U.S. Supreme Court Hears TC Heartland Case
On Monday, March 27, 2017, the U.S. Supreme Court heard oral arguments in TC Heartland LLC v. Kraft Food Brands Group LLC, (Case No. 16-341). This case considers whether venue for a patent infringement case is proper in any district where the defendant is subject to personal jurisdiction. According to the Federal Circuit, the patent venue statute, 28 U.S.C § 1400, should be read in conjunction with the general venue statute, 28 U.S.C § 1391 as held in VE Holding Corp. v. Johnson Gas Appliance Co., 917 F.2d 1574 (Fed. Cir. 1990). This broad interpretation of the venue statute has led to several courts becoming “hot spots” for patent litigation, such as the Eastern District of Virginia and the Eastern District of Texas.
The TC Heartland dispute arose when Kraft Food Brands Group (“Kraft”) sued T.C. Heartland (“Heartland”) in Delaware District court for allegedly infringing three Kraft patents. Heartland, an Indiana company, moved to dismiss for lack of personal jurisdiction or to transfer the venue to the Southern District of Indiana. Heartland argued that it was not registered to do business in Delaware, had no contacts or accounts in Delaware, and sales of the accused product in Delaware were initiated by customers; only 2% of its 2013 sales were in Delaware. In other words, Heartland had no purposeful conduct in Delaware. The district court of Delaware denied the motion to dismiss or transfer venue. Heartland filed a petition for a writ of mandamus at the Federal Circuit.
On appeal to the Federal Circuit, Heartland argued that 2011 Congressional amendments to 28 U.S.C. § 1391 changed the venue statue and effectively overruled VE Holding Corp. v. Johnson Gas Appliance Co., 917 F.2d 1574 (Fed. Cir. 1990). The argument is that the patent venue statue, § 1400, should be read separately from the general venue statute.
The Federal Circuit unequivocally ruled that Heartland’s argument was “utterly without merit or logic” and that Heartland presented no evidence that Congress intended to narrow the patent venue statute with its 2011 amendments. In re: TC Heartland LLC, 821 F.3d 1338, 1341-2 (Fed. Cir. 2016). To the contrary, “Congressional reports have repeatedly recognized that VE Holding is the prevailing law.” Id. at 1343.
On appeal to the Supreme Court, Heartland sought clarification on whether 28 U.S.C. § 1400(b) is the sole and exclusive provision governing venue in patent infringement actions and is not to be supplemented by 28 U.S.C. § 1391(c). This question is the same as the issue decided in Fourco Glass Co. v. Transmirra Products Corp., 353 U.S. 222, 77 S.Ct. 787, 1 L.Ed.2d 786 (1957). Our colleagues have previously summarized the litigants’ positions here.
Briefly, Heartland argued that patent venue is proper where the defendant is incorporated and resides. The Supreme Court held in Fourco that the patent venue statute, 28 U.S.C. § 1400(b), should be read alone, and not interpreted in view of the general venue statue, 28 U.S.C. § 1391(c). Accordingly, Heartland argued that the Federal Circuit’s interpretation of the patent venue statute in VE Holding is inconsonant with stare decisis and Fourco should be controlling law. Heartland’s argument is supported by a number of amici, including the American Bar Association, AIPLA, Electronic Frontier Foundation, the Orange County Intellectual Property Law Association, and a large number of law professors. Kraft maintains that Congress’ amendments to the venue statute abrogate the Fourco decision.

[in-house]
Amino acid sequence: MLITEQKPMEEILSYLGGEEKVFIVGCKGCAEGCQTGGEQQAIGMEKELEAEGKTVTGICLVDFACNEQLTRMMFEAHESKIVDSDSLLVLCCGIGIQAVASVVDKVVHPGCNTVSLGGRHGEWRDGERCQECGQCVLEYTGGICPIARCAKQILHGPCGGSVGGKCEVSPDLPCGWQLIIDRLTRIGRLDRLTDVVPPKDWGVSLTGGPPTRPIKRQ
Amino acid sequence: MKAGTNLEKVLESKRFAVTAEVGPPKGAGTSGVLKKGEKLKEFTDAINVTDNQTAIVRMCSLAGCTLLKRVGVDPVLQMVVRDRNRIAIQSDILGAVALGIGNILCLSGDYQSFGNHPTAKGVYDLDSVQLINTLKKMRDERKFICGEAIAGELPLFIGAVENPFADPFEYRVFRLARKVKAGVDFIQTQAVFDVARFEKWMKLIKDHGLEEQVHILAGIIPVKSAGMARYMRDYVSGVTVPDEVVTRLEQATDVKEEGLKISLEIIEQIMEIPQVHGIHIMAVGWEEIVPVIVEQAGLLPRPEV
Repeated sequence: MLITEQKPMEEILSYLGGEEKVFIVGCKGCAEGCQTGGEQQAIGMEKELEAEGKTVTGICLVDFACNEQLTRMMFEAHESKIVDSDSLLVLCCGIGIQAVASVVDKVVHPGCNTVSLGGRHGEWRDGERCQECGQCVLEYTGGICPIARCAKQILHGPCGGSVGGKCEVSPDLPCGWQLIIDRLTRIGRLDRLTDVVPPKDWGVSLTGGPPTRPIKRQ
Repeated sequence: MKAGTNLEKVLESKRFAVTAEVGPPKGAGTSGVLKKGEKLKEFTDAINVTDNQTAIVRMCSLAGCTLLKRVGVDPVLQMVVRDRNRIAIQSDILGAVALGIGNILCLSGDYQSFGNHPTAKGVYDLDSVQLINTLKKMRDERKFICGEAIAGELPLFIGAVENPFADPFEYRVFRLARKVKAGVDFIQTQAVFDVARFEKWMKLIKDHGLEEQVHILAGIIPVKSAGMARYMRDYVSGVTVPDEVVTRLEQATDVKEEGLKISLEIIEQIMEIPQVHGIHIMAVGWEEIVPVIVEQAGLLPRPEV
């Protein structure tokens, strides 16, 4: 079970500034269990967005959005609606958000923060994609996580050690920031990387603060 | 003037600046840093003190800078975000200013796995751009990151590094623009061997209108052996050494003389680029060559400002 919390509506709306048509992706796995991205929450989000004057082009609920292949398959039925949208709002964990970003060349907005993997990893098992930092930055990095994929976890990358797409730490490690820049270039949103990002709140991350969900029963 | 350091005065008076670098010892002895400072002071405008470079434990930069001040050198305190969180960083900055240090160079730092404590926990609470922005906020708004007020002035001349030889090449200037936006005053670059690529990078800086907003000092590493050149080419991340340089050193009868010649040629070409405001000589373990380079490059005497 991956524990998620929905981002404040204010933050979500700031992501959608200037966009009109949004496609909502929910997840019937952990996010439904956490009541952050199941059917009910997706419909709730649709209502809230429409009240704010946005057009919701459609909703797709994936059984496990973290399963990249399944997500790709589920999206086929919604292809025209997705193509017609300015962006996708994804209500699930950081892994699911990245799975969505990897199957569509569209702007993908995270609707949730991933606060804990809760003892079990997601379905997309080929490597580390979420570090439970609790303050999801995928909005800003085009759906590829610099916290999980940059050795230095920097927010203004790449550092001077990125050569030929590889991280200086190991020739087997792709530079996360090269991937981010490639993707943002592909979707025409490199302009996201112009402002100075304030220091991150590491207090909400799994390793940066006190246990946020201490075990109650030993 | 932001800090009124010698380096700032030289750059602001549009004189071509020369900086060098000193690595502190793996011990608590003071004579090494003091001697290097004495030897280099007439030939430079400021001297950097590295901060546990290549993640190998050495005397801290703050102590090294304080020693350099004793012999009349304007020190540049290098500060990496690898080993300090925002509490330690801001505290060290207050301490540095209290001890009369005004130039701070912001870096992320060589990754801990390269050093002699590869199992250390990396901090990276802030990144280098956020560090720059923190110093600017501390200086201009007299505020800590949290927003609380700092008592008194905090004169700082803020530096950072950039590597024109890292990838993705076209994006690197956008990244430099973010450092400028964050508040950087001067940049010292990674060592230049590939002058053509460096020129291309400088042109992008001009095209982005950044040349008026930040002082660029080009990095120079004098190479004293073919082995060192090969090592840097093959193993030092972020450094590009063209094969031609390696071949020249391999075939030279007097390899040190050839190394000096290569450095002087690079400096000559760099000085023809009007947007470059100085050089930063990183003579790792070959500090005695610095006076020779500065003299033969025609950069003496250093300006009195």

During oral arguments, Heartland implored the Court to “adhere to this Court’s existing, long established interpretation of Section 1400(b) and reject the new call for a new revisionist interpretation.”
The Court appeared to struggle with how Fourco would be interpreted with non-corporate entities such as LLCs, associations, and individuals. Justice Sotomayor inquired of Heartland, “so what do we do with unincorporated associations . . . those are not defined by section 1400(b).”
In contrast, Kraft argued, “Congress has written a definition of ‘residence’ that applies for all venues” and “the definition [of residence] that Foruco applied is no longer the controlling definition of ‘residence.’”
Chief Justice Roberts remarked of Kraft’s argument: “I would have thought that if Congress were trying to make a significant change, there’d be a lot more evidence of it other than just changing the particular nuances . . . of the words.”
Although numerous amici briefs were filed and there was some discussion during oral argument of policy concerns such as forum shopping, the role of non-practicing entities, and overcrowding in venues such as the Eastern District of Texas, these issues appeared to raise fewer questions from the Court.
If the Supreme Court sides with Heartland, the decision will have the potential to limit patent cases to venues where the defendant resides, typically the state of incorporation for a corporate defendant. Such a decision also could vitiate popular patent venues, such as the Eastern Districts of Texas and Virginia. Further, Delaware could become the most popular patent venue as many corporations are incorporated there.
If you have any questions or wish to discuss how this decision impacts your business, please contact one of our Brinks attorneys.